As a company, and a non-profit, Mozilla is in favor of marriage equality. The Mozilla Participation Policy states that Mozilla “welcomes and encourages participation by everyone” and welcomes “contributions from everyone … including, but not limited to people of varied … gender, gender-identity,… sexual orientation, … and religious views.” When people support views contrary to those of Mozilla, their “support for exclusionary practices must not be carried into Mozilla activities.” and their “support for exclusionary practices in non-Mozilla activities should not be expressed in Mozilla spaces.”4 If that wasn’t clear enough, Mozilla released a statement on March 29th affirming that “Mozilla supports equality for all, including marriage equality for LGBT couples.”
Furthermore, as CEO, Eich doesn’t have the power to change the policies that Mozilla currently has. As Christie Koehler, a queer female employe of Mozilla said, “I trust the oversight Mozilla has in place in the form of our chairperson, Mitchell Baker, and our board of directors.” Furthermore, Eich is a co-founder of Mozilla, and has served as a chairperson and CTO for years, yet Mozilla’s policies of inclusiveness are among the best offered by any company. This shows that Eich is able to keep his personal views out of Mozilla, and due to the differing position of the vast majority of all the other employees at Mozilla (Eich was the only Mozilla employee to donate in favor of Prop 8 while many other employees donated to oppose prop 8), Eich would never be able to turn Mozilla into a company against equal rights and inclusiveness. The Participation Policy by which he too is bound, explicitly forbids it.
If Mozilla has committed one “crime” it is that of not advocated equal rights sufficiently, of not having equal rights being one of it’s guiding principles. That is because Mozilla’s mission is to promote a free and open internet, that “Individuals must have the ability to shape the Internet and their own experiences on the Internet” and that “”Free and open source software promotes the development of the Internet as a public resource”5. Eich wrote in 2012 “I do not insist that anyone agree with me on a great many things, including political issues, and I refrain from putting my personal beliefs in others’ way in all matters Mozilla, JS, and Web.” As Mitchell Baker wrote in 2012 “”we focus Mozilla on our shared consensus regarding the Mozilla mission and manifesto.”6 “Mozilla’s mission and manifesto are explicitly apolitical. We don’t take sides on any political issues in any country, except to stand up for the open web.”7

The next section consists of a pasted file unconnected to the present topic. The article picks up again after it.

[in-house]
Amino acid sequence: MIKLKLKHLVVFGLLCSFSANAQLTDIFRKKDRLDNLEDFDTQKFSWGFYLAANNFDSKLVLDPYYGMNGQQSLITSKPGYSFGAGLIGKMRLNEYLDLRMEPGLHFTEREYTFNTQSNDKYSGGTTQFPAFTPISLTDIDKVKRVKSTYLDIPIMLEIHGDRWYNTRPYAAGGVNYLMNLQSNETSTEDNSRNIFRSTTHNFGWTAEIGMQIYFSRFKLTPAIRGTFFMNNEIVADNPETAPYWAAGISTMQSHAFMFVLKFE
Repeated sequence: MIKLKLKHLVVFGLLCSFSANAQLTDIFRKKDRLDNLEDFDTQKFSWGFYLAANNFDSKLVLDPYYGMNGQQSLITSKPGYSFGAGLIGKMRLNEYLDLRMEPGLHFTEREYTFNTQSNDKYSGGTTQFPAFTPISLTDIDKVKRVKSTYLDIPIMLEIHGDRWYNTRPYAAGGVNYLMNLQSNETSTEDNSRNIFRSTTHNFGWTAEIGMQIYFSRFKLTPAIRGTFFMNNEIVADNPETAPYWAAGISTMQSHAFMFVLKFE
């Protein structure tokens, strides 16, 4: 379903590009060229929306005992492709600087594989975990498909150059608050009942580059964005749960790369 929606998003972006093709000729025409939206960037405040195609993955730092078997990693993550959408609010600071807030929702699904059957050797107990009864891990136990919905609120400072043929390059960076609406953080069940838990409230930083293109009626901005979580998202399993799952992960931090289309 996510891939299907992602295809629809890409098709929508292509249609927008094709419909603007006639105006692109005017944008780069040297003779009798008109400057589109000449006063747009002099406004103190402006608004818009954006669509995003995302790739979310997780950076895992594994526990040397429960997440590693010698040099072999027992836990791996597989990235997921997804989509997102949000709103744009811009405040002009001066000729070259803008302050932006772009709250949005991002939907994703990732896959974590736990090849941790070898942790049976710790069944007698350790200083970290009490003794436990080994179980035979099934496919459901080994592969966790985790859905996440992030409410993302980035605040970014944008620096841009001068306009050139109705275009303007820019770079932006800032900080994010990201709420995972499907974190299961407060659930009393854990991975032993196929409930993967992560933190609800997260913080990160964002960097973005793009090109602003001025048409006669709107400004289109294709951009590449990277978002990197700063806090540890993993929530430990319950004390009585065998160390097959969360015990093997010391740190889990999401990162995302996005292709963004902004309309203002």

I do not believe that Brendan Eich should have been named CEO of Mozilla. Not because I am against his appointment, I believe that he will do an excellent job, and he has demonstrated that he doesn’t let his personal views affect the views and policies of Mozilla. I think he will make an excellent Chief Executive officer. However, people falsely consider as equivalent to the views of the CEO and the views of the company, even in cases such as this were that is completely false. I believe that the Mozilla board severely mis-estimated the public backlash to Eich’s appointment, and then dealt with the media fallout very poorly.
What led me to write this essay was people deciding to boycott Firefox as a result of Eich being CEO. Mozilla is a company which is unique in many aspects, chief among which are their advocacy aspect, seeking to further ideals of which most agree are important – an Open Internet.it is also a company which heavily promote inclusiveness within itself, with it’s policies, ad culture. Boycotting Firefox leads to this company which encourages equality to be able to do less good. “You may wish to boycott Mozilla products as a matter of principle, and I can’t argue with that,”8 but “switching from Firefox to Chrome will not change Brendan or anybody else’s views on LGBT rights, and will actively harm the open web.” That is why people should not boycott Firefox because Eich is against equality.
Update: Brendan Eich has now stepped down as CEO of Mozilla. He stepped down, he wasn’t fired, as Mark Surman, Executive Director of Mozilla said “He struggled to connect and empathize with people who both respect him and felt hurt. He also got beat up… Ultimately, I think Brendan found it impossible to lead under these circumstances. It was his choice to step down. And, frankly, I don’t blame him. I would have done the same.”9 This essay is still relevant because it was about the broader issue, about whether the personal views of a CEO should affect the public views of the company when the two weren’t aligned on issues which aren’t the focus of the company.
4: http://www.mozilla.org/en-US/about/governance/policies/participation/ , which was last updated January 7th, 2013 – well before Eich was named CEO.
7: http://valianttry.us/caught-between-two-movements/ , Andrew Wood